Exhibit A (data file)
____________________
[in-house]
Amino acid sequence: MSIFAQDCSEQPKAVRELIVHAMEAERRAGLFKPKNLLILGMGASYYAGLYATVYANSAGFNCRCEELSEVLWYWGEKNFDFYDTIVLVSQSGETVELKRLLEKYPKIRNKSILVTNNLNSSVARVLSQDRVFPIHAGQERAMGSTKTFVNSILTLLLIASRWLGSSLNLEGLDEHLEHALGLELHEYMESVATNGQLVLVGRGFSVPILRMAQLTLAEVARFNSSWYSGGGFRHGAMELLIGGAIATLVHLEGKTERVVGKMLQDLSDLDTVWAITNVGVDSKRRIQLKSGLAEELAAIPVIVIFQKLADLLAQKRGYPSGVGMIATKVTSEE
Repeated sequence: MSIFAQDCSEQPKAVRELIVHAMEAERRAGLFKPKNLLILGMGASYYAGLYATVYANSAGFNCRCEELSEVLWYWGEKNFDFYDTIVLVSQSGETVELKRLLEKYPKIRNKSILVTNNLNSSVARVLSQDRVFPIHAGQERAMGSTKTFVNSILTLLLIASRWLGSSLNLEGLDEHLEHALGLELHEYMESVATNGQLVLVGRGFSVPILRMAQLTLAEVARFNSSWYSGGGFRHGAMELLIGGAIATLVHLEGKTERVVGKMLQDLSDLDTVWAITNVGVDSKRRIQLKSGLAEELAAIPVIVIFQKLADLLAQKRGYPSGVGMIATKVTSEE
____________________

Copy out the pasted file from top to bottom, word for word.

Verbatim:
[in-house]
Amino acid sequence: MSIFAQDCSEQPKAVRELIVHAMEAERRAGLFKPKNLLILGMGASYYAGLYATVYANSAGFNCRCEELSEVLWYWGEKNFDFYDTIVLVSQSGETVELKRLLEKYPKIRNKSILVTNNLNSSVARVLSQDRVFPIHAGQERAMGSTKTFVNSILTLLLIASRWLGSSLNLEGLDEHLEHALGLELHEYMESVATNGQLVLVGRGFSVPILRMAQLTLAEVARFNSSWYSGGGFRHGAMELLIGGAIATLVHLEGKTERVVGKMLQDLSDLDTVWAITNVGVDSKRRIQLKSGLAEELAAIPVIVIFQKLADLLAQKRGYPSGVGMIATKVTSEE
Repeated sequence: MSIFAQDCSEQPKAVRELIVHAMEAERRAGLFKPKNLLILGMGASYYAGLYATVYANSAGFNCRCEELSEVLWYWGEKNFDFYDTIVLVSQSGETVELKRLLEKYPKIRNKSILVTNNLNSSVARVLSQDRVFPIHAGQERAMGSTKTFVNSILTLLLIASRWLGSSLNLEGLDEHLEHALGLELHEYMESVATNGQLVLVGRGFSVPILRMAQLTLAEVARFNSSWYSGGGFRHGAMELLIGGAIATLVHLEGKTERVVGKMLQDLSDLDTVWAITNVGVDSKRRIQLKSGLAEELAAIPVIVIFQKLADLLAQKRGYPSGVGMIATKVTSEE